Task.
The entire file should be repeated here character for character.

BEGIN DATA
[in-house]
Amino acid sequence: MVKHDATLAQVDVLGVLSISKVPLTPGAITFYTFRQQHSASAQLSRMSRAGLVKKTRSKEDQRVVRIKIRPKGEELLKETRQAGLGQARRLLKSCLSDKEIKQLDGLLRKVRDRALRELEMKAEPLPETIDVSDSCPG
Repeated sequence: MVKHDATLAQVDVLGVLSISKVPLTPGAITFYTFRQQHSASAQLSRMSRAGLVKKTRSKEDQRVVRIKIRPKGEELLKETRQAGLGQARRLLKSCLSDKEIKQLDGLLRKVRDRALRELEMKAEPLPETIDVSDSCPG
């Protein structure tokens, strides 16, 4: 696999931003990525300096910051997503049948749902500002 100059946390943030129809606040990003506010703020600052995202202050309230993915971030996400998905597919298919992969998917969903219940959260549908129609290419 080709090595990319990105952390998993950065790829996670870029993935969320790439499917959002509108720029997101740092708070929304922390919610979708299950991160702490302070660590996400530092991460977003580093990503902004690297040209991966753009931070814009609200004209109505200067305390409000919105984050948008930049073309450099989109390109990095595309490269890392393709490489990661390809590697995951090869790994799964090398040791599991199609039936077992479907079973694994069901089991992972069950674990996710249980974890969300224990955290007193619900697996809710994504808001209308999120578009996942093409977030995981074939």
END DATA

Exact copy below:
[in-house]
Amino acid sequence: MVKHDATLAQVDVLGVLSISKVPLTPGAITFYTFRQQHSASAQLSRMSRAGLVKKTRSKEDQRVVRIKIRPKGEELLKETRQAGLGQARRLLKSCLSDKEIKQLDGLLRKVRDRALRELEMKAEPLPETIDVSDSCPG
Repeated sequence: MVKHDATLAQVDVLGVLSISKVPLTPGAITFYTFRQQHSASAQLSRMSRAGLVKKTRSKEDQRVVRIKIRPKGEELLKETRQAGLGQARRLLKSCLSDKEIKQLDGLLRKVRDRALRELEMKAEPLPETIDVSDSCPG
């Protein structure tokens, strides 16, 4: 696999931003990525300096910051997503049948749902500002 100059946390943030129809606040990003506010703020600052995202202050309230993915971030996400998905597919298919992969998917969903219940959260549908129609290419 080709090595990319990105952390998993950065790829996670870029993935969320790439499917959002509108720029997101740092708070929304922390919610979708299950991160702490302070660590996400530092991460977003580093990503902004690297040209991966753009931070814009609200004209109505200067305390409000919105984050948008930049073309450099989109390109990095595309490269890392393709490489990661390809590697995951090869790994799964090398040791599991199609039936077992479907079973694994069901089991992972069950674990996710249980974890969300224990955290007193619900697996809710994504808001209308999120578009996942093409977030995981074939």